NHS will betray founding principles unless it turns to community-led prevention
The NHS could cease to be fair and free at point of use, unless it shifts focus to building health in the community, new research has found.
Think tank New Local argues that the way the NHS operates is fuelling its demand crisis. The original 1940s vision for a healthcare system cannot cope with challenges of the 21st century in which people are living longer with more complex conditions.
To avoid collapse, the NHS must fundamentally change its way of working, focusing attention and resources on preventing illness out in communities. New Integrated Care Systems (ICSs) – which became statutory this month – should divert some of their budget from acute care to preventative community-based approaches.
Giving people more power over their own health will help people manage and prevent illness before they need professional medical help, finds the report. This will in turn ease the burden on GPs and hospitals.
The report contains dozens of examples of where health practitioners are already adopting a community-powered approach, with tangible results. Including:
Fleetwood, Lancashire, where a local GP has shifted from surgery work to community-facing initiatives, helping to set up dozens of resident-led social groups. A&E admissions in the town have fallen and overall health has improved.
Pimlico, London, where the UK’s first Community Health Workers are working alongside a local GP to look after the health of their neighbours, visiting homes regularly and referring to services. Demand on the GP is already decreasing.
Greater Manchester, where a local HIV organisation works with people living complex lives helping them to access NHS services. They have seen 79% reach an undetectable viral load.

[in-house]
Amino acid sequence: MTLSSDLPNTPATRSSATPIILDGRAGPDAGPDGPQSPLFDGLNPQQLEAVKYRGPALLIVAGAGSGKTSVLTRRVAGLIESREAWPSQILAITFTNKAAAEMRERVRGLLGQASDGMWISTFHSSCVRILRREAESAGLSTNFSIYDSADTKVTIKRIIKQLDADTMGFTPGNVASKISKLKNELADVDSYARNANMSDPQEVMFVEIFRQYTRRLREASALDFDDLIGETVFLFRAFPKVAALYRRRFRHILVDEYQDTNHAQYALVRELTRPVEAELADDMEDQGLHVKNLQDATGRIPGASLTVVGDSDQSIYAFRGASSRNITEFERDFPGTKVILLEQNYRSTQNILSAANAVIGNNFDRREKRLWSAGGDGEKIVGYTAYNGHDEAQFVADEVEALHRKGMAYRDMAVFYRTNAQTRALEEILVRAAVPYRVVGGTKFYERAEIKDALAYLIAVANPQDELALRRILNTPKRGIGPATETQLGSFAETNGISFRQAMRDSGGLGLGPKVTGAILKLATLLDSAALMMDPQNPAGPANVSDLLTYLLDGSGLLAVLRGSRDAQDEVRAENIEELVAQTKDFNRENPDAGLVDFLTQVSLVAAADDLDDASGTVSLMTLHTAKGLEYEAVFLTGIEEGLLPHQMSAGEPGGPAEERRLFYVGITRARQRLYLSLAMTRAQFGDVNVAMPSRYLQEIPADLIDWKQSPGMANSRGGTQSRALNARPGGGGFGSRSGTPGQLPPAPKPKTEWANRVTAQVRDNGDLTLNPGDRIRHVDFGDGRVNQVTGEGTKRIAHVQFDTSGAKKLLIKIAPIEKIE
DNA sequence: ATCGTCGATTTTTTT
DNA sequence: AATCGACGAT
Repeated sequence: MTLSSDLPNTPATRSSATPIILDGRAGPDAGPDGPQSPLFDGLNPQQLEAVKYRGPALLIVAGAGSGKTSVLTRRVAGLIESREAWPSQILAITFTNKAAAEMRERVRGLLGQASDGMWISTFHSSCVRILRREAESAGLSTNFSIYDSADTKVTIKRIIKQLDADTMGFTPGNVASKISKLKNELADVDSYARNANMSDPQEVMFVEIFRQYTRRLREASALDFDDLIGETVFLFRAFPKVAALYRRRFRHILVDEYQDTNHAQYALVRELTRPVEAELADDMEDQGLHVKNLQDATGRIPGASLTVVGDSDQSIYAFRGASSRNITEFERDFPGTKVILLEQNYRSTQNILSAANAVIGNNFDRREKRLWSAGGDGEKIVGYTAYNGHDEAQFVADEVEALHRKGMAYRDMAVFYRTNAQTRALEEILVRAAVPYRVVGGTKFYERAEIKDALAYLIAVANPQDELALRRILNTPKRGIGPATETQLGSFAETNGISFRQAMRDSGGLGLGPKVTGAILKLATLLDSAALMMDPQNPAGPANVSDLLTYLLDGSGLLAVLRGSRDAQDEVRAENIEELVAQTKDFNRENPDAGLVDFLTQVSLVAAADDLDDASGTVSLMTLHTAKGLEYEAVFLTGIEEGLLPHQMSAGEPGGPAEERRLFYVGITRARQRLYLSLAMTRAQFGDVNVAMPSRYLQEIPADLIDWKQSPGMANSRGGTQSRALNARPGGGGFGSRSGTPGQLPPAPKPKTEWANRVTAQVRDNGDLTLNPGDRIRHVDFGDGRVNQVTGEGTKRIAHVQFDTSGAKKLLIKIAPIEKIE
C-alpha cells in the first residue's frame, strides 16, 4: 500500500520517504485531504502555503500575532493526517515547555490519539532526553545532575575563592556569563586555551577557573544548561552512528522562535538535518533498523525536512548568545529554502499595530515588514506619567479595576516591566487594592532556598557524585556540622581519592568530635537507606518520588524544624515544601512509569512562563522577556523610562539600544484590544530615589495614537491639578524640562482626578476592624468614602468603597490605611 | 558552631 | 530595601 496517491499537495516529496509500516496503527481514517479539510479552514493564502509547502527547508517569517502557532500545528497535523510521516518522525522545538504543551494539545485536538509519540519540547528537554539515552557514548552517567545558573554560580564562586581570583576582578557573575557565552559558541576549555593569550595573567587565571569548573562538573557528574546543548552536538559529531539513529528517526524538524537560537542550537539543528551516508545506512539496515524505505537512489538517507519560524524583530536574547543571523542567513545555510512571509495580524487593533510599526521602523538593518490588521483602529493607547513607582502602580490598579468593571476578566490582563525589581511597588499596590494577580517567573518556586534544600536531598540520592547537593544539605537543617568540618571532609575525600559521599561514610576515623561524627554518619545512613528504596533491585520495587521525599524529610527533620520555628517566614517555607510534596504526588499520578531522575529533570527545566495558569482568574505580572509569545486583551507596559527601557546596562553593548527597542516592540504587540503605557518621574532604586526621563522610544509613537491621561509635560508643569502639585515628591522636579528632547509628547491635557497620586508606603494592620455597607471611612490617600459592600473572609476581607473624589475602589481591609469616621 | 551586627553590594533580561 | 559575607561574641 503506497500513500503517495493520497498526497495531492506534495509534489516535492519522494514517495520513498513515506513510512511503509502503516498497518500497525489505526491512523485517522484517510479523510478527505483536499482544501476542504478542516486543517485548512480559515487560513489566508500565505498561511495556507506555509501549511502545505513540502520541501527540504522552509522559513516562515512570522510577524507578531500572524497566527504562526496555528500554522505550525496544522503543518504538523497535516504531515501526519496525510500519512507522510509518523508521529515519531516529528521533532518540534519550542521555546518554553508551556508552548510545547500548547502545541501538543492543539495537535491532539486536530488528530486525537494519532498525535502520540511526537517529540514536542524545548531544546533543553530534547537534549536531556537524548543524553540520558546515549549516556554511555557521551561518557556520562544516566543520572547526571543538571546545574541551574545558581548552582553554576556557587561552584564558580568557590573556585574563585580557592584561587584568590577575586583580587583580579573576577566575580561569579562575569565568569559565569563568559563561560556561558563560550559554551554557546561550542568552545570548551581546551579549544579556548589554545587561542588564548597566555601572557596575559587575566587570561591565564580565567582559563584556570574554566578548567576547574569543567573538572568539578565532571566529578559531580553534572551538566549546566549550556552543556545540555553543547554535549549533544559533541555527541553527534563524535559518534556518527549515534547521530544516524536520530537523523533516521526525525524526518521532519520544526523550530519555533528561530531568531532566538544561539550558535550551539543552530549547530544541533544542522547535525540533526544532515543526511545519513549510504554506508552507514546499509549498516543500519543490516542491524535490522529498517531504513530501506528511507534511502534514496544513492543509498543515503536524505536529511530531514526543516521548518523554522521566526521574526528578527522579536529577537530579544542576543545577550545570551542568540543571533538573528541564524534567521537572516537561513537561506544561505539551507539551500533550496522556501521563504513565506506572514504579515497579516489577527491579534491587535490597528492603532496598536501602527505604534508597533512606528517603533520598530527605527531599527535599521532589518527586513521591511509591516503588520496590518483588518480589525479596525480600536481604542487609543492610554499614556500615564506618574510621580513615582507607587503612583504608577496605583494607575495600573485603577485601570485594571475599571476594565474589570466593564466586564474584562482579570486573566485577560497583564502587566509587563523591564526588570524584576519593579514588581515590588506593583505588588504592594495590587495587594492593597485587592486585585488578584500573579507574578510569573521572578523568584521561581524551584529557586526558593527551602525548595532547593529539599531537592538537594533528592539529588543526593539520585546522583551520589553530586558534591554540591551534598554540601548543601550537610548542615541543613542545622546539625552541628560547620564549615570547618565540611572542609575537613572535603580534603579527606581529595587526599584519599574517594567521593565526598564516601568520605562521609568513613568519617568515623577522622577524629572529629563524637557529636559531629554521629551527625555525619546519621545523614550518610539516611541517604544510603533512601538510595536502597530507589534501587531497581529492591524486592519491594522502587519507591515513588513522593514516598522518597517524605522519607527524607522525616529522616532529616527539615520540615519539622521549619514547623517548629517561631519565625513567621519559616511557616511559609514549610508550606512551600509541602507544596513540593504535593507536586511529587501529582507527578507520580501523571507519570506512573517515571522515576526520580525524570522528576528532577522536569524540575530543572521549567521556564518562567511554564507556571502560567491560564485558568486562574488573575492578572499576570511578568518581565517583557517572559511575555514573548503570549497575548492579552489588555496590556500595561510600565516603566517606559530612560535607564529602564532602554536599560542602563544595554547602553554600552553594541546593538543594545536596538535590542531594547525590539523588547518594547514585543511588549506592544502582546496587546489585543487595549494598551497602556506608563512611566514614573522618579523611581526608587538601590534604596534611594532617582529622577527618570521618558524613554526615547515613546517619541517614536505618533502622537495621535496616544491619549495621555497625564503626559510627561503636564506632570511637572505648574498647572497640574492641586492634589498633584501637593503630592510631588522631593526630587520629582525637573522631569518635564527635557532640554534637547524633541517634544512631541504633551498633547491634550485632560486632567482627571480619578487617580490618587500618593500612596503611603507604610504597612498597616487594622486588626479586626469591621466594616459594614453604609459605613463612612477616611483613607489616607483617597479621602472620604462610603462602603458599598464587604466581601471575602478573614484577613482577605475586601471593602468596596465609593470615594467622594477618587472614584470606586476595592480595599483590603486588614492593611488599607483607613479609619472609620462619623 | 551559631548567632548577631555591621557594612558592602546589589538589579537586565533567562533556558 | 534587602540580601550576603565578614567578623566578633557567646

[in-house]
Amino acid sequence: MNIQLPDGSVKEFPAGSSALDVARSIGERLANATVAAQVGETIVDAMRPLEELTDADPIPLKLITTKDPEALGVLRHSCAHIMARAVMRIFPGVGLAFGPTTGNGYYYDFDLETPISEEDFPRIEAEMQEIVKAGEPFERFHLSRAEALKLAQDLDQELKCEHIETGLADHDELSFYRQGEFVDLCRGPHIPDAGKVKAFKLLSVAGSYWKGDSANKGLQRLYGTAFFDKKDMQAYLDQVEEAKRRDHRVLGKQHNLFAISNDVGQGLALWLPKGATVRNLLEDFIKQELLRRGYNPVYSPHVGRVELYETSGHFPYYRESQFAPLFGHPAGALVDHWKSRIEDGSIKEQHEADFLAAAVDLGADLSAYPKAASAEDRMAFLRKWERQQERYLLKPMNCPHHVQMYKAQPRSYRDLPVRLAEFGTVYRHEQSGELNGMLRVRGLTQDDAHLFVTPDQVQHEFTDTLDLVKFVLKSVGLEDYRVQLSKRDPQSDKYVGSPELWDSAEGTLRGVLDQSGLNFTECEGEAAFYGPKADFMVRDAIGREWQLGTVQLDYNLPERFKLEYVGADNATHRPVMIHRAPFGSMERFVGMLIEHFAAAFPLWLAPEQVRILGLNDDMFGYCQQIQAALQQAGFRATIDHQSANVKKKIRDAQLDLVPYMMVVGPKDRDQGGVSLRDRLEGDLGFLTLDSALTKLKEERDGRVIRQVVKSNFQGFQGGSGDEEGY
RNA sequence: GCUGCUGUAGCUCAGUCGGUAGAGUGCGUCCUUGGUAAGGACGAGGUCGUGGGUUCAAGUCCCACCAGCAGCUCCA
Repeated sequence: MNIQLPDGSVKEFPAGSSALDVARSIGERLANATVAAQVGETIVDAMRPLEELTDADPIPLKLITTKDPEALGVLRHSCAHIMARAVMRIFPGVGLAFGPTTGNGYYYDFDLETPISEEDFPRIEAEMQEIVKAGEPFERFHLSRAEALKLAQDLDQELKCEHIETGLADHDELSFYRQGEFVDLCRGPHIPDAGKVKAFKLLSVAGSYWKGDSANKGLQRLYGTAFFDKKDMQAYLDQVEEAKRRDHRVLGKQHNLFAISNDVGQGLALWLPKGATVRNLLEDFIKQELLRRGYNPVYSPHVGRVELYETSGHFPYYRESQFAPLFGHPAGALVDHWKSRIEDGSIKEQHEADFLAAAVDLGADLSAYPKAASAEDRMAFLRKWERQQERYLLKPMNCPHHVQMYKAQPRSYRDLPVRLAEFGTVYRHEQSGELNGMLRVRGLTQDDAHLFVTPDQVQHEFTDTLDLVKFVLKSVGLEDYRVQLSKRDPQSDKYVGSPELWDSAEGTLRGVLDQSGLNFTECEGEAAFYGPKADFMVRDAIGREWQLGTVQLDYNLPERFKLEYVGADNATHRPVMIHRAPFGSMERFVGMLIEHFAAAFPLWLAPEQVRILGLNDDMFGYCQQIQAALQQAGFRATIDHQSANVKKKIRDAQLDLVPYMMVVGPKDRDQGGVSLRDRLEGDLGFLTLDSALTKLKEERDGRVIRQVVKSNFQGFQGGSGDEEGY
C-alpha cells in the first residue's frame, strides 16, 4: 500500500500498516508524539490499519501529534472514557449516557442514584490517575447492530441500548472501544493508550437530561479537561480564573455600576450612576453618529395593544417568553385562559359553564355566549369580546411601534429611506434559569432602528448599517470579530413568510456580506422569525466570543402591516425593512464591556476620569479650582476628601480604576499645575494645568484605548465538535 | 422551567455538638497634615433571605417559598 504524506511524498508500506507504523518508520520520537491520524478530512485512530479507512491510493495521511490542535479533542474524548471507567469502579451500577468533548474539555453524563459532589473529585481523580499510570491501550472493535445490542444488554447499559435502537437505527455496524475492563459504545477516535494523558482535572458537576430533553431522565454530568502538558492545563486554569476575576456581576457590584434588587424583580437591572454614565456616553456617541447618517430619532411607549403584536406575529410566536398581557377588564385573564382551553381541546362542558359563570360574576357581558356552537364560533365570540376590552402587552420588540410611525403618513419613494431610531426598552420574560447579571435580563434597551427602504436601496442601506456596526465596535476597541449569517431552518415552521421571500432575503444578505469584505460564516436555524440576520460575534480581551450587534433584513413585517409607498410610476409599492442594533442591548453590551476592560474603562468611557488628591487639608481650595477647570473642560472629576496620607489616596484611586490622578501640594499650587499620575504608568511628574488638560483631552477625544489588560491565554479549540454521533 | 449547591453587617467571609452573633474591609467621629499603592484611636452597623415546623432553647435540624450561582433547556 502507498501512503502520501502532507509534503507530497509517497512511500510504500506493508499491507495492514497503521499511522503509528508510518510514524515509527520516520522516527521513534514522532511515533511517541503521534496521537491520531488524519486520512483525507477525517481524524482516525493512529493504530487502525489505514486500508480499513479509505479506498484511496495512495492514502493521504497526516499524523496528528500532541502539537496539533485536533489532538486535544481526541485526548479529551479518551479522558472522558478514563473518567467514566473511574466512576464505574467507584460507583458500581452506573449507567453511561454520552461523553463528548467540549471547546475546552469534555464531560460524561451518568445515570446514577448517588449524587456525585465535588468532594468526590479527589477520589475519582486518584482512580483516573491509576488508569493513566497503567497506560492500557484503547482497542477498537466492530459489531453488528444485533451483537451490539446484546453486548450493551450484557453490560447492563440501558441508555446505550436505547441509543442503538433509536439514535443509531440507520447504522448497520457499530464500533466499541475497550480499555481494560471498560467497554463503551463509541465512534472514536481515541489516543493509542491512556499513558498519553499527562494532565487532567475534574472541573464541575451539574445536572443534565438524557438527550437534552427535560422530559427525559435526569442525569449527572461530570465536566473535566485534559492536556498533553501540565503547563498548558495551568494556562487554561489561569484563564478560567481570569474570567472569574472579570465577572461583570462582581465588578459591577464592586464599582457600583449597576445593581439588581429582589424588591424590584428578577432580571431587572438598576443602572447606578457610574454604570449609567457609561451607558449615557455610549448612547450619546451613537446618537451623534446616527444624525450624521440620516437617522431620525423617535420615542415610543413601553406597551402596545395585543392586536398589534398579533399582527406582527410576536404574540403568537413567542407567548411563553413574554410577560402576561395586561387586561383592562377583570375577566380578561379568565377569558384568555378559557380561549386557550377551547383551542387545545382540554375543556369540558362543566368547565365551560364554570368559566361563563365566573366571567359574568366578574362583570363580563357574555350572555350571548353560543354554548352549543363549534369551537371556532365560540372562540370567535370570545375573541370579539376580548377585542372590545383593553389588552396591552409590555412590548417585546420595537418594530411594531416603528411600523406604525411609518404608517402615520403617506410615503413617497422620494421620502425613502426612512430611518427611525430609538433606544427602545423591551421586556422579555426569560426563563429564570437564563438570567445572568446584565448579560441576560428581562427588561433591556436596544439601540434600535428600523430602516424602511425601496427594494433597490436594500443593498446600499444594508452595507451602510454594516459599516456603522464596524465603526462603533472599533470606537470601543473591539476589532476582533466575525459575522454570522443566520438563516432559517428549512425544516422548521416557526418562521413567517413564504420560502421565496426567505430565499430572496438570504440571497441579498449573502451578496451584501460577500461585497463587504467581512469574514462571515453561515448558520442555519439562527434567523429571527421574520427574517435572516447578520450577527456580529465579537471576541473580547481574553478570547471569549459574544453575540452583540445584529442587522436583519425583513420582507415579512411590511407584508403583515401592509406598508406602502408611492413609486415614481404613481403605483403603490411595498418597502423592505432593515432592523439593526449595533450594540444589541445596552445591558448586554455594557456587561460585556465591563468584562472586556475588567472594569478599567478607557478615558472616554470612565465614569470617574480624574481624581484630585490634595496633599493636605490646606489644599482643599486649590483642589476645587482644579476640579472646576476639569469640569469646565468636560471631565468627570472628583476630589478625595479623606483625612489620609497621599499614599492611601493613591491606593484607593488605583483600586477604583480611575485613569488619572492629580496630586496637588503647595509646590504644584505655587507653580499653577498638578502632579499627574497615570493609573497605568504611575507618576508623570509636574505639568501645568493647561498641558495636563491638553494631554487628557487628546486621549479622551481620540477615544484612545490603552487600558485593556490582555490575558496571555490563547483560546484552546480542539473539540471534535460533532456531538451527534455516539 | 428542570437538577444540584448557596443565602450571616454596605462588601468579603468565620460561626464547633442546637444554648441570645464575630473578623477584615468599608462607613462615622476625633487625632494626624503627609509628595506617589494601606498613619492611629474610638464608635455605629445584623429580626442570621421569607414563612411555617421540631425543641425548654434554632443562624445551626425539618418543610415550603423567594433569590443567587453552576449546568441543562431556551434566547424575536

The report recommends that central government commit to a 10-year ban on health-care reforms to give new ICSs – partnerships between the NHS, local government and others – the space to establish positive ways of working.
It also calls for each Whitehall department to come up with its own strategy to reduce health inequalities, which are increasing in the UK.
New Local recommends that ICSs build community voice into decision making, equip staff to work with patients or residents as equals and moves away from the traditional, hierarchal culture that has dominated the NHS.
Jessica Studdert, Deputy Chief Executive, New Local, says:
“Our traditional healthcare model, where people arrive in surgeries and hospitals to be ‘fixed’ and then return for their next medical episode, is not designed to tackle the complex, long-term conditions our ageing society is living with.
“To ensure a free and fair healthcare system for the future we need a fundamental shift to an approach that tackles the roots of ill-health and uses the strength of people in communities to create healthy lives.”
Prof Donna Hall, Chair, New Local and Bolton NHS Trust, says:
“The causes of ill-health are woven into people’s lives, relating to where they live and how they live. It stands to reason that health inequalities will never be bridged in medical settings alone.
“If ICSs determine their role as management of status quo we will have failed. We need the same fresh thinking, energy and imagination as when the NHS was created 74 years ago to shake up the boundaries between mental and physical health, GPs, acute and community services.”